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Understanding Pregnancy Rates and Treatment Options

Written in partnership with Rinovum Women’s Health, March 1, 2015
By Genoveva N. Prisacaru, M.D., FACOG, Seven Hills Women’s Health
When it comes to calculating likelihood of conceiving, every scenario is different. For those struggling with fertility issues and considering options to help increase their chances, the stakes are even higher.
In general, the natural chance of pregnancy per month of ovulation depends on the age of the woman, starting at 20% in her 20s for a couple with proven fertility in the past and dropping by 5-10% every ten years (to 15% within her 30s and to just 5% within her 40s).

Couples considering Artificial Reproductive Techniques (ART) should realize that it is intensively emotional, physically arduous and expensive. One of the first questions that often comes to mind is “What really is the chance for success?”

We see pregnancy success rates defined many ways: pregnancies per cycle, live births per cycle, live births per egg retrieval (or per embryo transfer).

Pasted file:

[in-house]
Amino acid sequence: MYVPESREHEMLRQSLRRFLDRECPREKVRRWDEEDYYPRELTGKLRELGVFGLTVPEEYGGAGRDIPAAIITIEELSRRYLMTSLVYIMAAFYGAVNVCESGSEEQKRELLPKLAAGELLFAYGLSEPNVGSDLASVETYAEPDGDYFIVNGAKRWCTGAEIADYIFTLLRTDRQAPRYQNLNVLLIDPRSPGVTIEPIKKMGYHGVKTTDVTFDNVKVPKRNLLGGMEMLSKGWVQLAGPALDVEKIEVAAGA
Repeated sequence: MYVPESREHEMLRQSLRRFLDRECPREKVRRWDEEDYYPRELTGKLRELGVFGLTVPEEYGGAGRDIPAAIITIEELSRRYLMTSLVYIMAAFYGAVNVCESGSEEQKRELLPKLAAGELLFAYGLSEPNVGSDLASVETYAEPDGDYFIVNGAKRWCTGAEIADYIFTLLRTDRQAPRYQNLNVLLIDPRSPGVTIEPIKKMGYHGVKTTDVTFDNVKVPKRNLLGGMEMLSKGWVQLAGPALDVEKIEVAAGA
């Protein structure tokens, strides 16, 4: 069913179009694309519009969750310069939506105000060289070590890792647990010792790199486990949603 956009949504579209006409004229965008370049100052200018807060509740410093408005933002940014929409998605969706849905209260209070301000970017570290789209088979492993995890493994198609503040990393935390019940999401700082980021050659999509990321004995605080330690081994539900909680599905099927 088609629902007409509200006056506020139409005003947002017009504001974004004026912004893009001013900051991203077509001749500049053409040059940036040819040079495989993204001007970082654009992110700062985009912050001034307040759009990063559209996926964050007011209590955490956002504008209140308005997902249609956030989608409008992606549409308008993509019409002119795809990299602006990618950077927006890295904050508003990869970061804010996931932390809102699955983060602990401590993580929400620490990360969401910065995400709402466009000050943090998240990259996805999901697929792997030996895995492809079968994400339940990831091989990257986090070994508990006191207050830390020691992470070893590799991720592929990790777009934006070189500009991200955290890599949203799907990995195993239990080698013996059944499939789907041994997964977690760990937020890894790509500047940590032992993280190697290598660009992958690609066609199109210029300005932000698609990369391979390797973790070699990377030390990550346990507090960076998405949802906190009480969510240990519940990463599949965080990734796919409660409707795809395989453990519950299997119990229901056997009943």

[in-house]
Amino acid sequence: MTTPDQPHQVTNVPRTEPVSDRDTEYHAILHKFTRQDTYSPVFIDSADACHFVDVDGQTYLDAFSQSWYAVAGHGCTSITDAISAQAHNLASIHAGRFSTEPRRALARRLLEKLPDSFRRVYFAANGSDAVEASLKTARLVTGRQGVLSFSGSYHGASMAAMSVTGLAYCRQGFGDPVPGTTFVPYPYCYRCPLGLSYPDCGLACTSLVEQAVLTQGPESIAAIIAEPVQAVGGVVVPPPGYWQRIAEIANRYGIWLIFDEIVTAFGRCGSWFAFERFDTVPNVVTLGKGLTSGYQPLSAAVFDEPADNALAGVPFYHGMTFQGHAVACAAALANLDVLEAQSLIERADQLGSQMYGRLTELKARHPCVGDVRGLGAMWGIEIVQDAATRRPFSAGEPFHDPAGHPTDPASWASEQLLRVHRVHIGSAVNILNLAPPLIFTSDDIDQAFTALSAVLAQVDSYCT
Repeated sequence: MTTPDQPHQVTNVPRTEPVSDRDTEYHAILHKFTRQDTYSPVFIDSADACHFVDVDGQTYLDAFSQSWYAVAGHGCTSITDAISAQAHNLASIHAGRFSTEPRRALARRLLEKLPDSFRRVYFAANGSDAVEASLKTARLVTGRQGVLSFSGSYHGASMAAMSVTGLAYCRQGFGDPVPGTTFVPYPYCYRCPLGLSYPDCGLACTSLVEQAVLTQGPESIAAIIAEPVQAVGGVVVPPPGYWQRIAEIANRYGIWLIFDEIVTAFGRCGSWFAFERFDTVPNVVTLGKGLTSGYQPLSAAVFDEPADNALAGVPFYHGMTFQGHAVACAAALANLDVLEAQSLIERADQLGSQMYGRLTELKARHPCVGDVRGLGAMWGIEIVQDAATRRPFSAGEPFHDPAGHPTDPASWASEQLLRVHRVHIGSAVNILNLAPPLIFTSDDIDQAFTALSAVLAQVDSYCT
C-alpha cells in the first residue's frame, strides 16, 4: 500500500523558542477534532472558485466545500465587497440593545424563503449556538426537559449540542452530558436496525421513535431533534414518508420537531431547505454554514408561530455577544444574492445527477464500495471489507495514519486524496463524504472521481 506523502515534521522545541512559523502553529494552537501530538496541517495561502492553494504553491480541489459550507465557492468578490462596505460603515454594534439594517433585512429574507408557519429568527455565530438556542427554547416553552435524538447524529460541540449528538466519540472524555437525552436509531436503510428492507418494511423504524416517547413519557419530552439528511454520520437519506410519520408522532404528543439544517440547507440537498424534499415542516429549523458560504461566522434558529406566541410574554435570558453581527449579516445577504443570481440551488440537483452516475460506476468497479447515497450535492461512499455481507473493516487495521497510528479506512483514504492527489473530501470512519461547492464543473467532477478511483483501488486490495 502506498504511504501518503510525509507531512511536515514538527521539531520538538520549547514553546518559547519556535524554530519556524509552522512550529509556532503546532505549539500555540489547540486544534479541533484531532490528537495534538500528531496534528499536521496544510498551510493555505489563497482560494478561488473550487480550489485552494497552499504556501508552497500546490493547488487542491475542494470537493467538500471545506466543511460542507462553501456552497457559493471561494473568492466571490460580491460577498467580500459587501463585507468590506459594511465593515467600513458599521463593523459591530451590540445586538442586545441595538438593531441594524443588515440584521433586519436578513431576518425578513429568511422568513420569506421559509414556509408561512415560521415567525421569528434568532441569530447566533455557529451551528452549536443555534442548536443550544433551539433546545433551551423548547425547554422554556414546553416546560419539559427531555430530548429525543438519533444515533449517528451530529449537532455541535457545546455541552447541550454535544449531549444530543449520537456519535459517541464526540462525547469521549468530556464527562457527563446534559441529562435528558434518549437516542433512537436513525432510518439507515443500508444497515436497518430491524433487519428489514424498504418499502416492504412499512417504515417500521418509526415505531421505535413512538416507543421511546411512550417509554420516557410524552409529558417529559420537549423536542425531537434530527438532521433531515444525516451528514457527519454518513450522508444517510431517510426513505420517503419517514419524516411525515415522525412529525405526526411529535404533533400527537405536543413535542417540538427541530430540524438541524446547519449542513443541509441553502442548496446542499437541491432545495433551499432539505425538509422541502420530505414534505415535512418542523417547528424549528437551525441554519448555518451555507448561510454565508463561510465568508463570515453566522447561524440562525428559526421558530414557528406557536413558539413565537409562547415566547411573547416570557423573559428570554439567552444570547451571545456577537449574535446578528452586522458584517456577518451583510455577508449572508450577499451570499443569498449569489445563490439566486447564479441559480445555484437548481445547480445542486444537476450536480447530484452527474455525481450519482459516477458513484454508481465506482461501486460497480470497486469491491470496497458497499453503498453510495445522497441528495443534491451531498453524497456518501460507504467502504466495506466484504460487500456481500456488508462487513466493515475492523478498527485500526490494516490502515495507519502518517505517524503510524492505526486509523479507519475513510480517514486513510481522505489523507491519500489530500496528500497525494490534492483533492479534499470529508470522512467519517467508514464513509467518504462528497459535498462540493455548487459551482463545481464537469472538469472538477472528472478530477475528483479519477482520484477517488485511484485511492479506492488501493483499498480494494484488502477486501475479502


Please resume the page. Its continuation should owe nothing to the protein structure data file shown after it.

The overall cycle fecundability* for intrauterine insemination (IUI) is about 17%, (using IUI + gonadotropins or Clomid /Femara ). For most IVF-ET (embryo transfer) technologies, the “take home baby rate” is about 27%, as documented per most IVF-ET registries.

The success rate for at home cervical cap insemination technique, like The Stork OTC, is about 20%.1,2 This rate is similar to both IUI and the chance of pregnancy with normal intercourse within the 20s age range.3

Together, patients and their doctors can consider these and other factors—including any data on the causes of the couple’s infertility, costs, medical risks and side effects, and lifestyle impacts—to make the choice that is best for them.

To learn more on The Stork OTC, the FDA-cleared conception aid that assists with becoming pregnant while in the privacy and comfort of home visit our website at

*Fecundability – The probability of a woman conceiving within a given period of time, especially during a specific month or menstrual cycle.

1 "Therapeutic donor insemination: A prospective randomized trial of fresh versus frozen sperm." Leslee L. Subak, MD, G. David Adamson, MD, Nancy L. Boltz, RNC. American Journal of Obstetrics & Gynecology, Volume 166, Issue 6, Part 1, June 1992.
2 "The cervical cap for home artificial insemination." Corson SL, Batzer FR, Otis C, Fee, D. Journal of Reproductive Medicine, May 1986; 31(5)349-52.
3 American Society for Reproductive Medicine:


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